The frequency of first-order headache diagnoses was 61% MIG, 10% TAC, and 9% TTH; others were rare primary (5%) or secondary headaches (16%). The second-order disorder was chronic migraine (n = 14), and all third-order disorders were medication overuse headache (n = 2) and TTH (n = 1). Agreement with first-order headache disorders from the headache outpatient clinic (HSA) was significantly better for the telephone interview than for the questionnaire [questionnaire: κ = 0.330; interview: κ = 0.822; p < 0.001)]. The second-order headache diagnosis was not adequately captured by questionnaires, while there was a trend for good agreement with a telephone interview (κ = 0.433; p = 0.074). There was no agreement in the third-order diagnosis either in questionnaires or telephone interviews.
MIG, TTH, and TAC showed moderate-to-fair agreement between questionnaires and HSA (kappa < 0,57; p = 0,037). There was no agreement in all other headache disorders. However, there was substantial-to-almost perfect agreement between the telephone interview and HSA in all first-order headache diagnoses (kappa ≥ 0,66; p < 0,001) (Table 2). There were no significant differences between the three telephone raters in determining first-order headache diagnosis (p = 0.72).
Table 2. Diagnosis-specific agreement HSA† vs. questionnaire/telephone interview in the first diagnosis.
The agreement between HSA and the questionnaire was independently influenced by male sex, headache frequency, headache intensity, and depressive disorders (Table 3), whereas agreement with the telephone interview was only influenced by headache frequency and psychiatric comorbidity (Table 4). Looking at the performance scores, it is evident that the telephone interview performs significantly better than the questionnaire in detecting primary headache with high sensitivity (>88%) and specificity (>92%), especially in rare primary headache syndromes that are virtually impossible to detect with the questionnaire. The questionnaire has a moderate positive and negative predictive value for MIG and a high negative predictive value for TTH and TAC (Table 5). Performance scores for all headache disorders in our cohort can be found in Appendix.
Table 3. Stepwise backward multivariate analysis of factors influencing agreement between HSAψ diagnosis and questionnaire.
Table 4. Stepwise backward multivariate analysis of factors influencing agreement between HSAψ diagnosis and telephone interview.
Table 5. Performance measurements of telephone interview and questionnaire vs. HSAψ diagnosis (gold standard) for primary headache disorders.
The results of our study showed that the semi-structured telephone interview performed more reliably in the classification of headache disorders than the self-reporting questionnaire. In addition, the results showed that there was a high general agreement on the clinical diagnosis of a headache clinic, making the interview an effective and valid screening tool.
The diagnosis-specific agreement between HSA and the questionnaire at the first headache diagnosis in our study was comparable to results from the validation study (4). The agreement was the best in the diagnosis of migraine, followed by TTH and TAC. Analogous to our study, agreement decreased in the presence of multiple headache diagnoses when the questionnaire was used (4, 8). Compared with a specific headache diagnosis questionnaire such as the Migraine ID, it results in lower agreement and lower sensitivity (11–13). Consequently, when using a headache diagnosis-specific questionnaire, the a priori test probability must be high which needs some diagnostic headache skills in the first place. The telephone interview showed significantly better agreement than the questionnaire in the diagnosis of the first headache entity, especially for MIG, TTH, and TAC, and opens the possibility to identify rare primary headache disorders. Consequently, performance scores for the telephone interview are significantly better.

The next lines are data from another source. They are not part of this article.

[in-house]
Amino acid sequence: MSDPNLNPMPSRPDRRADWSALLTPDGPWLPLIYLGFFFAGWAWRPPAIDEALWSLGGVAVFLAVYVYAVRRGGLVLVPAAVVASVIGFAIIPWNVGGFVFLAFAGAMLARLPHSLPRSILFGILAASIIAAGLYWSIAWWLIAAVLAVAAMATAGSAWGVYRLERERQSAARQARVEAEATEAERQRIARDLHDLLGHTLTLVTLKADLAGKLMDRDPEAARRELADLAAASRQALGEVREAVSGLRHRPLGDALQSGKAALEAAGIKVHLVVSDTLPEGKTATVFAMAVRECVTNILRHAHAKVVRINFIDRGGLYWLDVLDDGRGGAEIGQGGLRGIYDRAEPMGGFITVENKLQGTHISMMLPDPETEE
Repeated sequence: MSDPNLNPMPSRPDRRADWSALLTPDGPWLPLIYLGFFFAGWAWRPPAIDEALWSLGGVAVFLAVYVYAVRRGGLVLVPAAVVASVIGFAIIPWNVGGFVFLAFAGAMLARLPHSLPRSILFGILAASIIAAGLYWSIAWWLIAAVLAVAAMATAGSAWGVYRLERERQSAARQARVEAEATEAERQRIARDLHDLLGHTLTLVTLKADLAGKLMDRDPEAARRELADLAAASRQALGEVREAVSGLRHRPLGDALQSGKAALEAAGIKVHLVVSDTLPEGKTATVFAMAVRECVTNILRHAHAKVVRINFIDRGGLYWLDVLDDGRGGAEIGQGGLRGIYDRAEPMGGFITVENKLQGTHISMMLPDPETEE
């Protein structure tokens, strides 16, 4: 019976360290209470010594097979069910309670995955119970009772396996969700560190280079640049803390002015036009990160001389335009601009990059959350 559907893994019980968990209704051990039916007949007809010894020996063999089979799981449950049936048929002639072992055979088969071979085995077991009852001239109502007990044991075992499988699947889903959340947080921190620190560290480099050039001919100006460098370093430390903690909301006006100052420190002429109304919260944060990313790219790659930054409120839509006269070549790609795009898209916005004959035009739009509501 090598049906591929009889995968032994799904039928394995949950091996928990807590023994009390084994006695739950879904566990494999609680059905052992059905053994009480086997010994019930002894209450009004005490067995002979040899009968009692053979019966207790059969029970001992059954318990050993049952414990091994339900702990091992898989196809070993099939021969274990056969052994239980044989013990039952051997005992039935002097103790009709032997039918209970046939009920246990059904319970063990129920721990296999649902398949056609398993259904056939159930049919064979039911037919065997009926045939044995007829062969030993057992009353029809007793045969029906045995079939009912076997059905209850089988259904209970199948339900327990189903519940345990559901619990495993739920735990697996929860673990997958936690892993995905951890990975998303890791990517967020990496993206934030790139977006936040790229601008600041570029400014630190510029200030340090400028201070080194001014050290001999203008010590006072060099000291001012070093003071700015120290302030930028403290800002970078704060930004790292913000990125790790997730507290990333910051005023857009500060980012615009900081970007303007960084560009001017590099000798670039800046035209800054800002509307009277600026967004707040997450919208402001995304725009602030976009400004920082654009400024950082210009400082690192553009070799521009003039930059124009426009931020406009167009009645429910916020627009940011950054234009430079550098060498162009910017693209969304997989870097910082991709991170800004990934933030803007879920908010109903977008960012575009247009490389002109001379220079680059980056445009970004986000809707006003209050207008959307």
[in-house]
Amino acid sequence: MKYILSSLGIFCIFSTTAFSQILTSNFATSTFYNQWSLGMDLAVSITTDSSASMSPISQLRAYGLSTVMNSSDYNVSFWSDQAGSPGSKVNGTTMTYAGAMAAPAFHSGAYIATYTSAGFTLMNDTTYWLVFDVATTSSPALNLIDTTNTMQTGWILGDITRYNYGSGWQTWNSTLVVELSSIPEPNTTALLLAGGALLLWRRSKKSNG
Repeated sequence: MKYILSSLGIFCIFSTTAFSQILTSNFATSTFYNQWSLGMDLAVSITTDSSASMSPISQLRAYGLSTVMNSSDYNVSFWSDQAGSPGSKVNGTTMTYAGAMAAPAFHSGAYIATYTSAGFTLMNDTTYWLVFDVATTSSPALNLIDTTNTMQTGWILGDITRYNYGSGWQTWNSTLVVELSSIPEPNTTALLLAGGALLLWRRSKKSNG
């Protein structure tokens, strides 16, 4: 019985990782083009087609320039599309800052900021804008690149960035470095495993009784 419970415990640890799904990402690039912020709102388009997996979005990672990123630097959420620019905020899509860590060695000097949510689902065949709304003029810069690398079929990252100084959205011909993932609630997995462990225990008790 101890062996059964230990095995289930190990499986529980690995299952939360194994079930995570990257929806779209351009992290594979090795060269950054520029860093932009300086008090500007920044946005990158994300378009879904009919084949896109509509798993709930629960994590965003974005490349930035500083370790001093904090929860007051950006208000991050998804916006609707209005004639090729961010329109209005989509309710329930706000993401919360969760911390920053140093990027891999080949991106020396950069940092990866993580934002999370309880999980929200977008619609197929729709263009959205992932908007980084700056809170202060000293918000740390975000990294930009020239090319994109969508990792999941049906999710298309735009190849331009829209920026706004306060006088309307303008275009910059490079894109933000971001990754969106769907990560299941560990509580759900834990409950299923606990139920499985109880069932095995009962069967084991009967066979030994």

To the best of our knowledge, this is the first study of a physician-based semi-structured telephone interview for the diagnosis of headache disorders. Generally, telephone interviews have been used more frequently in headache care (14) and also in primary headache disorder classification (15). Potter et al. developed a semi-structured telephone interview aimed to exclude rare primary and secondary headaches and differentiate between chronic TTH and MIG as well as medication overuse headache (MOH), which was conducted by untrained nurses (16). It was not a diagnostic interview as patients not having chronic TTH and MIG were sent to their GP for further evaluation. The overall agreement between headache specialists and nurses was only moderate. The German Robert Koch Institute designed a structured telephone interview detecting TTH, MIG, and MOH using the ICHD-3 criteria, which was applied in a German nationwide survey of 5,000 subjects done by lay personnel (17). Our semi-structured interview combines the advantages of the structured interview—structure allows a time-effective classification of the headache disorder—with the advantages of an unstructured interview—flexible response to the patient's answers. This examiner-dependent variability opens at the same time as the possibility of bias errors, which are not present in the self-report questionnaire (18, 19). Possible biases are the emergence of question order, context effects, the emergence of response-order effects, the validity of retrospective reports, and socially desirable responses (20). We do not believe that these effects are crucial here; after all, there was no significant difference between investigators in the first-order diagnosis. Designing self-reporting questionnaires is based on the operationalization of the ICHD criteria into layperson-understandable questions and on the use of possible filter questions. The depth of the desired classification has a significant influence on the scope of the questions to be asked and the complexity of the questionnaire (21). Coi et al. identified 48 possible causes of bias in designing and administering a questionnaire (22). Furthermore, they were prone to subjective assessment and thus subject to individual influencing factors. Thus, we identified several independent factors affecting agreement between the questionnaire and HSA diagnosis in our study. Male sex and more severe depressive symptoms were clearly associated with increased odds for an agreement of diagnoses. On the contrary, higher headache frequency led to an inferior agreement, which might be explained by tension-type phenotypes in patients with chronic migraine and/or MOH.